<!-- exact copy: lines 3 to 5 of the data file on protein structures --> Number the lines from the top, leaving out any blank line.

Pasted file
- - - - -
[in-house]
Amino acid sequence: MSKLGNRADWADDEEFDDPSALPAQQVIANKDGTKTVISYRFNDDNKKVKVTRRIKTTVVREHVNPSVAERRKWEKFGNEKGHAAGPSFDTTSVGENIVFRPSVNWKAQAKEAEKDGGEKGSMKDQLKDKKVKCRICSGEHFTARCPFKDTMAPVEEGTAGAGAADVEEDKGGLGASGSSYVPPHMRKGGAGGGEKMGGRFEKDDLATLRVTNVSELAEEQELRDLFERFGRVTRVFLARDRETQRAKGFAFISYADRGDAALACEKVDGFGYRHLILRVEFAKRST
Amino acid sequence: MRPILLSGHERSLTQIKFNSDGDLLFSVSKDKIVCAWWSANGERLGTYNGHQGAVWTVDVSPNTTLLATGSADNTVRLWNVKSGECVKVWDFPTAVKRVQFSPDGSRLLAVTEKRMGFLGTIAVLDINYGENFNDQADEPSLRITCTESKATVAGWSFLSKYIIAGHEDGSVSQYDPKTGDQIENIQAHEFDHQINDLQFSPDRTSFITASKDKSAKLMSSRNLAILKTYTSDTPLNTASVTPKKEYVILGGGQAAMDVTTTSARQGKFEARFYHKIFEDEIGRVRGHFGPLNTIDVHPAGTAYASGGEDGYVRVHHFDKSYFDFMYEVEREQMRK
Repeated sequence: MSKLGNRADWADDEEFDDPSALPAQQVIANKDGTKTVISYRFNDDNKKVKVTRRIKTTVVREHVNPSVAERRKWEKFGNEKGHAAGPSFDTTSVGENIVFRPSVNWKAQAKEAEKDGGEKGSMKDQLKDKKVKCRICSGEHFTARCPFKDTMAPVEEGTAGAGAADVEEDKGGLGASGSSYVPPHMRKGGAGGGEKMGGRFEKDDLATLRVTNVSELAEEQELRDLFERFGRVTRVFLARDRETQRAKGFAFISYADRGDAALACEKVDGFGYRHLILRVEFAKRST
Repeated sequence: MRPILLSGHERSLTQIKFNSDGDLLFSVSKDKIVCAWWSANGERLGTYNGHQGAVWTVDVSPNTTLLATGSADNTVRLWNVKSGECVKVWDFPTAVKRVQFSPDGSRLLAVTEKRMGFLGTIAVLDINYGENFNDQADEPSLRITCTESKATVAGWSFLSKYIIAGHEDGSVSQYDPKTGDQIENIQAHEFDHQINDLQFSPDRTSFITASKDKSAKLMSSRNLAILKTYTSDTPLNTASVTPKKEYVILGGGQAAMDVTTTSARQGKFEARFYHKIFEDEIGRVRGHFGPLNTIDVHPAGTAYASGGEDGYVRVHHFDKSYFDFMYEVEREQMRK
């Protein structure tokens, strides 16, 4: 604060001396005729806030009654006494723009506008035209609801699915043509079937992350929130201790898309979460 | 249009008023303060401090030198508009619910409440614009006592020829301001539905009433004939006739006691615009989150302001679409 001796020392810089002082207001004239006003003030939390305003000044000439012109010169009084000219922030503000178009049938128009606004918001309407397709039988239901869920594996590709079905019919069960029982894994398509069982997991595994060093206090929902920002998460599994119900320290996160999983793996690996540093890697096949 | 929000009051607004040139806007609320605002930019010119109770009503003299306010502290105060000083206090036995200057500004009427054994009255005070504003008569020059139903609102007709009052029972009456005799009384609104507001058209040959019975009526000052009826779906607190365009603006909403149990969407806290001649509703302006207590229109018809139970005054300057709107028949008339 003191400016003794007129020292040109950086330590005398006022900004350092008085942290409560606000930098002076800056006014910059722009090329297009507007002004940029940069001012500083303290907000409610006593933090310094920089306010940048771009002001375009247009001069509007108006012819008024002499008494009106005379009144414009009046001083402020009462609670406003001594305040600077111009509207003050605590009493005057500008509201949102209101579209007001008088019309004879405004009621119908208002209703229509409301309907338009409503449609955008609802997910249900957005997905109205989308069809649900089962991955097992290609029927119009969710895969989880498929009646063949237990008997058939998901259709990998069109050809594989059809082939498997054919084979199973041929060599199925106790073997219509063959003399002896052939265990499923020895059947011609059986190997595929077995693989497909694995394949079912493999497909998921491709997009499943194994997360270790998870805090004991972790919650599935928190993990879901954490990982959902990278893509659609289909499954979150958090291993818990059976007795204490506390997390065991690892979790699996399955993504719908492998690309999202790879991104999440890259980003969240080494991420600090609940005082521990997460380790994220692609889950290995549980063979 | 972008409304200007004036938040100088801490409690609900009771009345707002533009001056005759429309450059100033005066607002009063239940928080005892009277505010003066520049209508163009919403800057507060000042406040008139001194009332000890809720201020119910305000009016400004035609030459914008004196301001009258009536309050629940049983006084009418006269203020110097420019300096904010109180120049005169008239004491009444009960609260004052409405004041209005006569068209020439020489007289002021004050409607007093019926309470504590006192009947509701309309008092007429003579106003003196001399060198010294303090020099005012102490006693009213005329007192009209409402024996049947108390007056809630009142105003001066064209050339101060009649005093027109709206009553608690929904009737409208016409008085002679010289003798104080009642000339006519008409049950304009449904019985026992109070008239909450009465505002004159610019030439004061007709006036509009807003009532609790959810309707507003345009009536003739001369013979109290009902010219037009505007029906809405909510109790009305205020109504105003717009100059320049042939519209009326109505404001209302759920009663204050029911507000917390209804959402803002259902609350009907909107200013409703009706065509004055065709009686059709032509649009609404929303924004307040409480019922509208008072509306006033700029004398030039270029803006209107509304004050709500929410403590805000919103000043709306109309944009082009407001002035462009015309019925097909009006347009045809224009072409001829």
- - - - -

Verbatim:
Amino acid sequence: MRPILLSGHERSLTQIKFNSDGDLLFSVSKDKIVCAWWSANGERLGTYNGHQGAVWTVDVSPNTTLLATGSADNTVRLWNVKSGECVKVWDFPTAVKRVQFSPDGSRLLAVTEKRMGFLGTIAVLDINYGENFNDQADEPSLRITCTESKATVAGWSFLSKYIIAGHEDGSVSQYDPKTGDQIENIQAHEFDHQINDLQFSPDRTSFITASKDKSAKLMSSRNLAILKTYTSDTPLNTASVTPKKEYVILGGGQAAMDVTTTSARQGKFEARFYHKIFEDEIGRVRGHFGPLNTIDVHPAGTAYASGGEDGYVRVHHFDKSYFDFMYEVEREQMRK
Repeated sequence: MSKLGNRADWADDEEFDDPSALPAQQVIANKDGTKTVISYRFNDDNKKVKVTRRIKTTVVREHVNPSVAERRKWEKFGNEKGHAAGPSFDTTSVGENIVFRPSVNWKAQAKEAEKDGGEKGSMKDQLKDKKVKCRICSGEHFTARCPFKDTMAPVEEGTAGAGAADVEEDKGGLGASGSSYVPPHMRKGGAGGGEKMGGRFEKDDLATLRVTNVSELAEEQELRDLFERFGRVTRVFLARDRETQRAKGFAFISYADRGDAALACEKVDGFGYRHLILRVEFAKRST
Repeated sequence: MRPILLSGHERSLTQIKFNSDGDLLFSVSKDKIVCAWWSANGERLGTYNGHQGAVWTVDVSPNTTLLATGSADNTVRLWNVKSGECVKVWDFPTAVKRVQFSPDGSRLLAVTEKRMGFLGTIAVLDINYGENFNDQADEPSLRITCTESKATVAGWSFLSKYIIAGHEDGSVSQYDPKTGDQIENIQAHEFDHQINDLQFSPDRTSFITASKDKSAKLMSSRNLAILKTYTSDTPLNTASVTPKKEYVILGGGQAAMDVTTTSARQGKFEARFYHKIFEDEIGRVRGHFGPLNTIDVHPAGTAYASGGEDGYVRVHHFDKSYFDFMYEVEREQMRK